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Old 28-07-2018, 19:10   #181
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Re: Parachute sea anchors

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Originally Posted by Kettlewell View Post
Why do you denigrate parachute sea anchors when you have no experience with them? I have used one numerous times on a 32-foot cruising catamaran. I carry one on my 38-foot monohull, though I have never used it on the mono. In my experience, the parachute brought our cat under control in Force 9-10 offshore conditions, allowing us to leave the boat to tend herself while we rested. The parachute has also been used several times to steady the boat while conducting repairs to the steering system offshore. I believe a parachute sea anchor, properly deployed, is a safe method of dealing with heavy weather on a multihull. In every case I have read of where the sea anchor has failed, it was improperly deployed. The most common scenario is not letting out enough scope (300-400 feet minimum in a Force 9-10).
In the spirit of learning what is the pros and cons of serial Vs parachute drouges? Why would one go for one over the other in a catamaran?
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Old 03-08-2018, 05:03   #182
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Re: Multihull storm tactics?

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I think Cat man do and other that criticize the vertical windows on a Lagoon, are missing a very important point. When a breaking wave does come crashing down on the the bow of a cat. it most likely will not be coming down on the boat at right angles to the vertical windows, more likely in will come crashing down at right angles (the most force) to the slanted back windows, therfore making them take to full force of the wave and possibly blow out. So, under the right conditions your slanted back windows are just as vulnerble to a breaking wave as any other cat!

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I think the unpredictability of wave strikes makes the point of window angulation moot; but vertical windows definitely decrease greenhouse heating of the bridge deck interior- a not insignificant thing, and I personally like the esthetics of vertical windows.
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Old 03-08-2018, 09:04   #183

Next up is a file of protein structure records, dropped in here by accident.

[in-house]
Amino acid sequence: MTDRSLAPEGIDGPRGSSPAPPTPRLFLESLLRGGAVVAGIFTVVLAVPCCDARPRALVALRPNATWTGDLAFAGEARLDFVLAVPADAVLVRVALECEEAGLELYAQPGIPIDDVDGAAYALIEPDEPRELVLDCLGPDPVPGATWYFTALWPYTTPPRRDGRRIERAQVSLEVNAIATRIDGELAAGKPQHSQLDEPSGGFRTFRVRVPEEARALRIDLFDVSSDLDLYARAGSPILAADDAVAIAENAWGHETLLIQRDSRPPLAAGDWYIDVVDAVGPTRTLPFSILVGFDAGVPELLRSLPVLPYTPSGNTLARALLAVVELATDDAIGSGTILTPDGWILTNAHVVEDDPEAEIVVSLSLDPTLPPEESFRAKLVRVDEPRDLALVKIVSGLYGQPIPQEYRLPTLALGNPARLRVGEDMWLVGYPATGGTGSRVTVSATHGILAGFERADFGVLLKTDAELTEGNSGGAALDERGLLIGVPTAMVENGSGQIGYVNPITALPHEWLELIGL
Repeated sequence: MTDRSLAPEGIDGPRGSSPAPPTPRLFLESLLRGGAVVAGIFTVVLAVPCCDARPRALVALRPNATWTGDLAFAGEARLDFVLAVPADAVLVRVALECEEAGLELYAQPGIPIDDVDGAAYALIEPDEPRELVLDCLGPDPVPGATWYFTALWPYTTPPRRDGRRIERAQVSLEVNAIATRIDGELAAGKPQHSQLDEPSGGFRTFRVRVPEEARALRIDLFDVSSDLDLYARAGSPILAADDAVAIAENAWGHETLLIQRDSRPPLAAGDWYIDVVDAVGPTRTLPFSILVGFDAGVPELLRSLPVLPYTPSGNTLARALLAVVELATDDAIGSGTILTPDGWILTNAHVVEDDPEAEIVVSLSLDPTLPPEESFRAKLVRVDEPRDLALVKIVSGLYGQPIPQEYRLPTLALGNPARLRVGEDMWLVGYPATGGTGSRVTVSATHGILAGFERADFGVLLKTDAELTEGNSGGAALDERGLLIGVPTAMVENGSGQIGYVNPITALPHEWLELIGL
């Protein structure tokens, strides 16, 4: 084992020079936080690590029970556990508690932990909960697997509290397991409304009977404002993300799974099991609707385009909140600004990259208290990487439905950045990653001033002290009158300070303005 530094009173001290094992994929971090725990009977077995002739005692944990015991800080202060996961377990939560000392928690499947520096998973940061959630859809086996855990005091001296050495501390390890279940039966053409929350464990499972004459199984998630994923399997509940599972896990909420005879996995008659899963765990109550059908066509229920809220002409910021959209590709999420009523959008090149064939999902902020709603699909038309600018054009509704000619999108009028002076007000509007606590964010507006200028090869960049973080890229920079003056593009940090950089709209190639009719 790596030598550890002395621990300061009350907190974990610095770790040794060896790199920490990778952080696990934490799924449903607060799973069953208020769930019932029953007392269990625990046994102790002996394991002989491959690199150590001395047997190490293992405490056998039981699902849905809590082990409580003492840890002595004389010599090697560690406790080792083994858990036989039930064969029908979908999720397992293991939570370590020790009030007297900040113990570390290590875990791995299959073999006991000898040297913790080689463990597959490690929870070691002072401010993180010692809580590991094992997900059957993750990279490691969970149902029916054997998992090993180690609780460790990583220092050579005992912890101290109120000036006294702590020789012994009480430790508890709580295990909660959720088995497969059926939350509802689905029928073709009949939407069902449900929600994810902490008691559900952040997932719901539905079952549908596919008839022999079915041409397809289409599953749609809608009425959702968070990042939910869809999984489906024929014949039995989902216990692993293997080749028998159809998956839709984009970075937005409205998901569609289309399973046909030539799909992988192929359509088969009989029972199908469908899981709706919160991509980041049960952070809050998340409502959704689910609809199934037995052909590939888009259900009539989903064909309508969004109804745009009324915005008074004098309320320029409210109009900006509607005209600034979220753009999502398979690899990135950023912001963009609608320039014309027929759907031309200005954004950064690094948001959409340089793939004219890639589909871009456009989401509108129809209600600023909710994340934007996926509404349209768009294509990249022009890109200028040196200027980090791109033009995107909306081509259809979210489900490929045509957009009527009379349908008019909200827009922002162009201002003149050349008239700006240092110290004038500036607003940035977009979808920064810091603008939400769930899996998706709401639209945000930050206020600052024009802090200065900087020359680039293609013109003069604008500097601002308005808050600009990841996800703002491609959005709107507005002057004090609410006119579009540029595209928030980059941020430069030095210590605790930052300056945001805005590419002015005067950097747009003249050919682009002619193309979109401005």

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Re: Parachute sea anchors

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Originally Posted by Mick C View Post
In the spirit of learning what is the pros and cons of serial Vs parachute drouges? Why would one go for one over the other in a catamaran?
A parachute sea anchor stops your boat with the water, and therefore pulls you with any current. You practically speaking don't drift downwind towards any land with any wind, no matter how strong it might be. It does matter what the phase of the waves is at the location of parachute relative to the phase of the waves where the boat is. A long stretchy rode obviously helps, but the effect is still there.
It gives some challenges when you want it up again to continue sailing, as you can't just shorten the rode until you can pull it up, because it still has full force and with short scope it will pull your bows down with big rollers still there whenever your boat is at the wave crest and the parachute is at the trough. You could try using a separate retrieval line, or tie a small buoy to the rode and try using a dinghy to go around to the other side of it, but that's not safe either with still a high seastate. Some claim a retrieval line can become messy during use, I don't know if that is due to misuse or not.
Using too short rode certainly is misuse, and it will cause problems, possibly dangerous.


A series drogue does not stop you with the water, it drifts with slow speed. For a longer time period you will have to make sure you still have some searoom left to drift. It's very easy to pull off when you want to continue sailing by moving the boat towards it, as the amount of drogues continue to diminish so does the force it can provide. The drogues close to your boat have relative small force and thus can't pull your bows down. The ones further off will not pull vertically due to their location. Since it drifts it won't hold your boat as closely to the wind direction as a parachute will. It allows your boat rotate more and take wave at an angle, less comfortable, but still safe for a cat. A series drogue also allows adjusting the force generated and thus drifting speed, if you just want to limit surfing rather than stop the boat. In other words, you can even continue sailing with reduced speed, like 5...7 knots if you want to, just connect the drogue (or rather a part of it as you still need rode) to the sterns instead of bows. It will also help to steer the boat, by adjusting the bridle connection to the boat.
Changing rode & bridle connection from transom to bows might not be easy or even safe during a heavy storm. Backing up to pull up the rode & drogue is most likely undoable with a high seastate.
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Old 03-08-2018, 09:09   #184
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Re: Multihull storm tactics?

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Originally Posted by danielamartindm View Post
I think the unpredictability of wave strikes makes the point of window angulation moot; but vertical windows definitely decrease greenhouse heating of the bridge deck interior- a not insignificant thing, and I personally like the esthetics of vertical windows.